Source: Folk-tales Of The Khasis
In the beginning of time mankind were very ignorant and did their
work with great trouble and labour, for they had no tools and did not
understand the way to make them. The Great God saw their difficulty
from heaven, and He sent one of the heavenly beings down to the earth,
in the likeness of a young man, to teach them. The name of this young
man was U Biskurom. He was very noble to look at, and none of the sons
of mankind could compare with him; he was also very gentle and good.
He taught mankind many useful crafts. From him they learned to know
the value of metals and the way to smelt iron and to make tools, but
mankind were very slow to learn, and liked better to muddle in their
own old way than to follow the directions given them by U Biskurom,
so he had to stay such a long time on the earth that he forgot the
way back to heaven. He was, however, so patient and painstaking that
at last they learned to make good tools and to use them.
Seeing that U Biskurom excelled them in finishing his instruments, and
that he could do double their work in a day, mankind took advantage
of his gentleness. They used him to save trouble to themselves, and
often demanded work from him that it was impossible for him to do,
and when he failed to satisfy them they grew angry and abusive.
One day they made a clay image and called upon U Biskurom to make it
alive; when he told them that he had not learnt how to produce life,
they abused him and threatened to imprison him until he complied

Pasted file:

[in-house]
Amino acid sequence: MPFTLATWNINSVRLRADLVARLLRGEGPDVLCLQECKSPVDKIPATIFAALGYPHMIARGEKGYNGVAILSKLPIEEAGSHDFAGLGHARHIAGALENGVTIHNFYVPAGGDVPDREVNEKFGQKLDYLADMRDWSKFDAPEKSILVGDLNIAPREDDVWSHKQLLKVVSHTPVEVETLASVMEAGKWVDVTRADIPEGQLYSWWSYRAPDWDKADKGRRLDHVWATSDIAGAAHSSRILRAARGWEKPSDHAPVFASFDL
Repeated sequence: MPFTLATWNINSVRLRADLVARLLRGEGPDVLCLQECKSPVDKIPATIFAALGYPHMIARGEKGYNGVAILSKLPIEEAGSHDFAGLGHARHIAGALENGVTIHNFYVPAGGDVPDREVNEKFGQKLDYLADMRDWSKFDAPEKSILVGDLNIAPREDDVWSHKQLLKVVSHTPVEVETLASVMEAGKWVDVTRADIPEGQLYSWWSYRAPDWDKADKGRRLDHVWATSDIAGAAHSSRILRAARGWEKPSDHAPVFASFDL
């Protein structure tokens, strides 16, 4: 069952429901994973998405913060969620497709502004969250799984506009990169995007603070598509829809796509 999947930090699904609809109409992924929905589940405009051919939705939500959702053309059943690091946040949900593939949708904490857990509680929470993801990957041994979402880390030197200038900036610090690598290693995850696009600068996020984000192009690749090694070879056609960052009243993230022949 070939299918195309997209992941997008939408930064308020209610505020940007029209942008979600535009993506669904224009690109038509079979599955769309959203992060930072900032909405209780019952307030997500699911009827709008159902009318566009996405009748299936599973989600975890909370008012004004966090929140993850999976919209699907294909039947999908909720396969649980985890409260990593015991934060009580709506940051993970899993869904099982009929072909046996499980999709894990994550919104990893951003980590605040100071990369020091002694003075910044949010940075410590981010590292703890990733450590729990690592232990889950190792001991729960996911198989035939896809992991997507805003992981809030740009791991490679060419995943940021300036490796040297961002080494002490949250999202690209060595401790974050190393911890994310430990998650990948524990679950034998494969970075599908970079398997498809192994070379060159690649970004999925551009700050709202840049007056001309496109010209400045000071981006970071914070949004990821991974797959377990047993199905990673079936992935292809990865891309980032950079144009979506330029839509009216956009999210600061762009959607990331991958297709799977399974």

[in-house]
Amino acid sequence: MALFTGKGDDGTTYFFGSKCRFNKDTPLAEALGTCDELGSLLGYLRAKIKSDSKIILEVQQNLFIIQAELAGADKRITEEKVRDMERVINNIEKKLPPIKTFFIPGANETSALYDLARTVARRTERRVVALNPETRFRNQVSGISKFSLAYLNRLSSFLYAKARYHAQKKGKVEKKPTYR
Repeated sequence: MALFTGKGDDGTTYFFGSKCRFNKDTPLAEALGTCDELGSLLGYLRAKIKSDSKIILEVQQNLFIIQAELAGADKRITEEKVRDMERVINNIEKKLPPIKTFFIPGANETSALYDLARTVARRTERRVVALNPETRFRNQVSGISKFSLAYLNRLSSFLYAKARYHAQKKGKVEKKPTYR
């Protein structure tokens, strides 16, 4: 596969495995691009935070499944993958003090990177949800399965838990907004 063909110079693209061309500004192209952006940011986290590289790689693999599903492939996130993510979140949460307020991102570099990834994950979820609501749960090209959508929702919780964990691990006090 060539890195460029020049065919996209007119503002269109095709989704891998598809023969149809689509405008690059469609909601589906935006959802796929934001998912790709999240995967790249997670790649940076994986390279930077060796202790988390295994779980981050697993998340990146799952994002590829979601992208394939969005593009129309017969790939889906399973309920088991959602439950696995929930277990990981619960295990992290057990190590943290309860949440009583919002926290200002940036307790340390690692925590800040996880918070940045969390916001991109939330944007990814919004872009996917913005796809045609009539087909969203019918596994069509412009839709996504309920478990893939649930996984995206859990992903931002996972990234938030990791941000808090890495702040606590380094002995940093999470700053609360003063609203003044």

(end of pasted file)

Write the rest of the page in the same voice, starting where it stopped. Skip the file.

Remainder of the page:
with their request. When U Biskurom saw that they would not listen to
reason, he told them that if they wanted him to impart life to their
images they must let him go back to heaven to gain the necessary
knowledge. Upon this mankind took counsel together what to do. Some
feared that if they let him go away he would never return. Others (the
majority, however) thought that as the knowledge of how to impart life
would be so valuable, it was worth risking a good deal to obtain it;
so mankind decided to release U Biskurom.
As he had forgotten the road along which he came to the earth, it was
necessary for U Biskurom to invent some means whereby he could go up
to heaven; so he told mankind to twine a long piece of string and to
make a strong kite on which he could ascend to the sky. So mankind
twined a long string and made a strong kite, and U Biskurom rode upon
it to the sky. When they said, "Perhaps if we let you go you will
not come back," he told them not to let go of the string, so that if
he was not allowed to come back, he could write the knowledge on the
kite and send it down to them. This satisfied them and they let him go.
When U Biskurom reached heaven the Great God told him that he could not
go back to the earth because He had seen how mankind had ill-treated
him, and because of their ingratitude and their unholy ambition to
impart life. So U Biskurom wrote upon the kite and sent it down to
When mankind saw the kite descending a great throng came together to
read the directions for imparting life, but to their chagrin there
was not one among them able to decipher the writing. They consulted
together what to do, for they were very angry with U Biskurom, and
they decided to send a great shout to heaven, which would cause such
a volley that the concussion would kill U Biskurom.
U Biskurom laughed when he saw their folly, and in order to make them
still more foolish, he caused some drops of blood to fall down from
heaven, and when mankind saw these drops of blood they concluded that
he had been killed by the force of their great shout.
Because of their ingratitude and their uplifted pride mankind have
remained in great ignorance, and all the knowledge they possess is
very imperfect and gained at great labour and expense.
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